These refugees were not always embraced in England. As early as 1631, the Worshipful Company of Clockmakers claimed its members were “exceedingly oppressed by the intrusion of French clockmakers”. In 1708 a “Foreign Protestants Naturalisation Act” offered most Huguenots citizenship rather than “denizen” status. Yet the Church of England was suspicious of Calvinist worship and, ‘at least until the 1690s, pressed hard for French conformity to Anglican rites.'(Boyd Tonkin: Independent:Refugee Week). Of those fleeing to England, many Hugeunot settled in Spitalfields area of London where food and housing were cheaper and more freedom from ‘the economic control of the guilds.’ Spitalfields had a silk industry but with the influx of skills and Huguenot diligence, the industry thrived and was regarded as ‘weaver town’.’The wealthier Huguenots built large houses in Spitalfields, both for their families and for the weavers they employed. These houses, which still remain, are distinctive, with enlarged windows in the attic to let in the maximum light for the weavers.'(BBC) Gradually these arrivals integrated and in doing so even their names became Anglicised, such as LeBlancs to White,the Tonneliers, Coopers.The French refugees took on the occupations not only of weaving, but gold- and silversmithing, clockmaking, furniture making, printing and bookbinding, papermaking. Huguenots also made important contributions to the fields of science and medicine, politics, law and the military.


One student’s research on the word refugee and some of the family.

While our investigation focused on refugee, we enjoyed the discovery of compound words such as lucifuguous, shunning the light, nidifugous  fleeing the nest, and demonifuge referring to ‘a substance or medicine used to exorcize a demon; (also more generally) anything thought to give protection against evil spirits'(OED).The latter is attested in 1754 with examples cited in the OED of incense, priests’ robes, peals from church bell towers and salt as possible demonifuges. Not a word of regular conversation or idle banter these days.

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All year we engage in conversations and readings about identity. We talk about the forces  shaping us, how others perceive us, the image we present to others and how we are perceived by others. It becomes a weaving in and out of history, the perils of labelling others and of courage during times of oppression – it’s a year long conversation around difference and belonging.

Before we investigated the morphology and etymology of ‘arrival’  students considered what it is ‘to arrive’. Talking first in pairs, then small groups and finally as a whole class we shared what we understood about ‘arriving’.


Implicit in ‘arrival’ is a ‘departure’ and an ‘elsewhere’. To  arrive means you must have been somewhere else.  ‘Arrival’ suggests an end point has been reached, a destination, a separation from the other. Listen carefully – can you hear the faint rustlings from over five thousand years ago echoing in the present, the faint tearing and scratchings, perhaps the soft splash of oars in water?


We followed the route, the journey of ‘arrival’  through Anglo-Norman French, via Old French to the Latin phrase ad ripa ‘ to shore’. Arrive is attested in 1275 in English as a verb and about 100 years later it is used nominally. Once we discovered the Latin root, we were able to trace the etymological trails to a Proto-Indo European ancestor and the routes of other relations migrating to English, other ‘arrivals’. In our scratching through the layers of time  we uncovered family we would never considered as relatives: the Germanic ‘rift’, ‘riven’, ‘rivet’, ‘rifle’ and the Latinate ‘riparian’ and ‘river’ as well as the borrowed words, also Latinate, flaunting their ‘foreignness’ as loan words in English today – French riveria and Spanish ria.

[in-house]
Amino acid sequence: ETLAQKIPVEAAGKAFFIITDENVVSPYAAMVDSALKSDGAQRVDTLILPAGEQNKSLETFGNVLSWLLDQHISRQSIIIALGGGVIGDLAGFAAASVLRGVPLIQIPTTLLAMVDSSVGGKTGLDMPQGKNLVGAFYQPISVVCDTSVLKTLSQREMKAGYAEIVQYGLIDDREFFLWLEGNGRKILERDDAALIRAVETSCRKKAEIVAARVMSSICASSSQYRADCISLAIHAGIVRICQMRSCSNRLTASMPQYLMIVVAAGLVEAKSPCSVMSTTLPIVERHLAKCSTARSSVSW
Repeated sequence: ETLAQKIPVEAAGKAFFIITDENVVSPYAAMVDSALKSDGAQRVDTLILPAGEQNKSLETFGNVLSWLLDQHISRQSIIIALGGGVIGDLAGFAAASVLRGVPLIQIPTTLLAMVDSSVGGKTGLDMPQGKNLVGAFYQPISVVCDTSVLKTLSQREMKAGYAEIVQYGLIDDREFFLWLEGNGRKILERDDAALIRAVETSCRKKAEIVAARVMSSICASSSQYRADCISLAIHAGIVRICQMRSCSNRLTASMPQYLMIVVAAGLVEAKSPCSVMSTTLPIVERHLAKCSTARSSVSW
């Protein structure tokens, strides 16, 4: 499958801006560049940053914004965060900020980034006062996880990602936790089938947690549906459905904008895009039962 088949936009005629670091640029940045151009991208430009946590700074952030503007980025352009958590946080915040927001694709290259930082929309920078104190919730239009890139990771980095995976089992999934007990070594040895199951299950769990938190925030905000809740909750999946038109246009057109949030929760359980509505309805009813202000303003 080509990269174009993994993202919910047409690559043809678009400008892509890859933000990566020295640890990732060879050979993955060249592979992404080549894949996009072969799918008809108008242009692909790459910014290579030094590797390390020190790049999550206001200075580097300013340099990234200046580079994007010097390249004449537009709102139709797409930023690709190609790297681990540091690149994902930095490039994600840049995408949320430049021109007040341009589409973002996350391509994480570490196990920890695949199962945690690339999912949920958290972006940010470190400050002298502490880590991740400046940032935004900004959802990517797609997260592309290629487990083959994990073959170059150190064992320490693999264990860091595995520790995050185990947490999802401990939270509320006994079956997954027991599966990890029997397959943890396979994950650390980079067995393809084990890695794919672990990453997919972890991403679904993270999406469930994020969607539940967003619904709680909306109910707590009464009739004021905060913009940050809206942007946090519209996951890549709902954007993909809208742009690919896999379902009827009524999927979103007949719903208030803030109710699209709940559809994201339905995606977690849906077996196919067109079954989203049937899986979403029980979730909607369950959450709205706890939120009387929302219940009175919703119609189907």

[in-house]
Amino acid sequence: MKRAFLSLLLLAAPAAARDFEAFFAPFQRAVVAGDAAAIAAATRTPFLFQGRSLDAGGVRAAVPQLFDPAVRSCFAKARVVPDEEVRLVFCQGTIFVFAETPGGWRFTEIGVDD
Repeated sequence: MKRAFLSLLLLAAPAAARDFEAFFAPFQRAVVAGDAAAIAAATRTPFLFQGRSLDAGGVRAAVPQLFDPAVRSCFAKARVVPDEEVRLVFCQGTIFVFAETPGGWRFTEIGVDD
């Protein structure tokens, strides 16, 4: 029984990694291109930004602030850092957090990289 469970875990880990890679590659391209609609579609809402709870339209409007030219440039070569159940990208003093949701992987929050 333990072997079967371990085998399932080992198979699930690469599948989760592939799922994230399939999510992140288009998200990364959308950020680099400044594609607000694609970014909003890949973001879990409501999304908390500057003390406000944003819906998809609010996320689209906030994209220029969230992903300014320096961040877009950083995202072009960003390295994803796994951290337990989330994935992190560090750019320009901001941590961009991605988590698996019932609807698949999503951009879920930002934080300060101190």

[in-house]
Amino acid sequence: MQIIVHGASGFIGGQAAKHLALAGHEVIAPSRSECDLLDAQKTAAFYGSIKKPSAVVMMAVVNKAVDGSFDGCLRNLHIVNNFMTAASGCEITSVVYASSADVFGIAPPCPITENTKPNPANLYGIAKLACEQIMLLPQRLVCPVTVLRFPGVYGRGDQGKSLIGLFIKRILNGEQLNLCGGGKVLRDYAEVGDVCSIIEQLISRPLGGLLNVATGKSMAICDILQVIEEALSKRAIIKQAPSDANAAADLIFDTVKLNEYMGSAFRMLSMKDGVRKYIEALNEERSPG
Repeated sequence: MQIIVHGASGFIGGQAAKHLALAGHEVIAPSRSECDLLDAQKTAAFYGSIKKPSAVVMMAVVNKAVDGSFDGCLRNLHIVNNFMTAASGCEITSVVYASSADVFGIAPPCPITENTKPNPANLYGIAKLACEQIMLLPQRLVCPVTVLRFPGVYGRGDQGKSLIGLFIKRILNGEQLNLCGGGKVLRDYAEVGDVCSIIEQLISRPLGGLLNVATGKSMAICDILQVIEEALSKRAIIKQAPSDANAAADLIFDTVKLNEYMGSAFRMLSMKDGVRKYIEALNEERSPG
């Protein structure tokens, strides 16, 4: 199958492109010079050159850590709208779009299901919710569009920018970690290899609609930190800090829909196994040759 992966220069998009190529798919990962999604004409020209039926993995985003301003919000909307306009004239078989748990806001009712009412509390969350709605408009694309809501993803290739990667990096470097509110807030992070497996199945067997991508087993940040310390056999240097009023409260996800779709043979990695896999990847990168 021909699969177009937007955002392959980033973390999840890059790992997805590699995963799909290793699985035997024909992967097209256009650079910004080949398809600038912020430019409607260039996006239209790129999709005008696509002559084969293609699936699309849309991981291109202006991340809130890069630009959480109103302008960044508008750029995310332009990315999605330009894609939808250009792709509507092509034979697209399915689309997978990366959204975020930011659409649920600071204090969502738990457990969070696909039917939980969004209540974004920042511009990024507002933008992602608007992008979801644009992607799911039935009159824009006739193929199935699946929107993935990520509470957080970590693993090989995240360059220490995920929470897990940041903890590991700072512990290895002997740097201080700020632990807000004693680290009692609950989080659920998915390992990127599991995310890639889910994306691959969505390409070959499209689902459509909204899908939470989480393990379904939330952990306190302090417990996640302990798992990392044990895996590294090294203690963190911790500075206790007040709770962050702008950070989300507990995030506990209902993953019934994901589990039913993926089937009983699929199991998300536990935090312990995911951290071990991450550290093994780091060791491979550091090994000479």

Rifle: The verb rifle as in plundering, looting, or carrying off booty is of Germanic origin as is the weapon rifle. Both share the same Germanic and ultimately PIE root *rei- : scratch, tear, cut, but entered French en route to English. Plundering, booty-hauling rifle is the earlier arrival, attested by the OED in 1391 as an Anglo-Norman word. A rifle, the firearm, is attested in 1775 from the US  as a ‘type of gun, usually fired from shoulder level, having a long barrel with a spirally grooved bore, intended to make a bullet spin and thereby have greater accuracy over a long distance. Also: an artillery piece having a spirally grooved bore’ (OED) . The compound ‘rifle gun’ was earlier in use from 1685.

Reap: is ‘probably ultimately from the same Indo-European base as rive  ‘although the exact relationship is difficult to explain phonologically,’ (OED). Ayto suggests tentatively that reap may well go back to PIE root*rei- to to tear, scratch and ‘hence denote the ‘stripping of fruits and seeds from plants’. Ripe is from Old English reopan and according to the OED of the same Germanic base as reap and therefore rive, probably with original sense ‘that which is (ready to be) reaped or harvested’.

Not fooled by superficial similarity

It’s tempting to connect derive and rival to arrive, but really you would be paddling up the wrong stream! Derive, rivulet and even rival are connected morphologically – they share the same base element and on the surface this appears similar to arrive, but investigate further, to the root structure to see that these have evolved from Latin rivus “stream, brook,” from PIE *reiwos, from root *reie- “to flow, run” ( Online Etymology Dictionary).

Derive, rivulet, and rival are flowing, watery words. When something is derived from something else, it is a flowing away from. A rivulet is a diminutive form of Latin ‘rivo’ from Latin rivus stream or brook. As for the watery  flow in rivalry, a rival we discovered, is one who is paddling in or sharing  the same brook – it’s easy to see how this developed from neighbourliness to a sharp competitive edge : ‘Its etymon, classical Latin rīvālis (originally) person living on the opposite bank of a stream from another, person who is in pursuit of the same object as another from rīvus stream'(OED).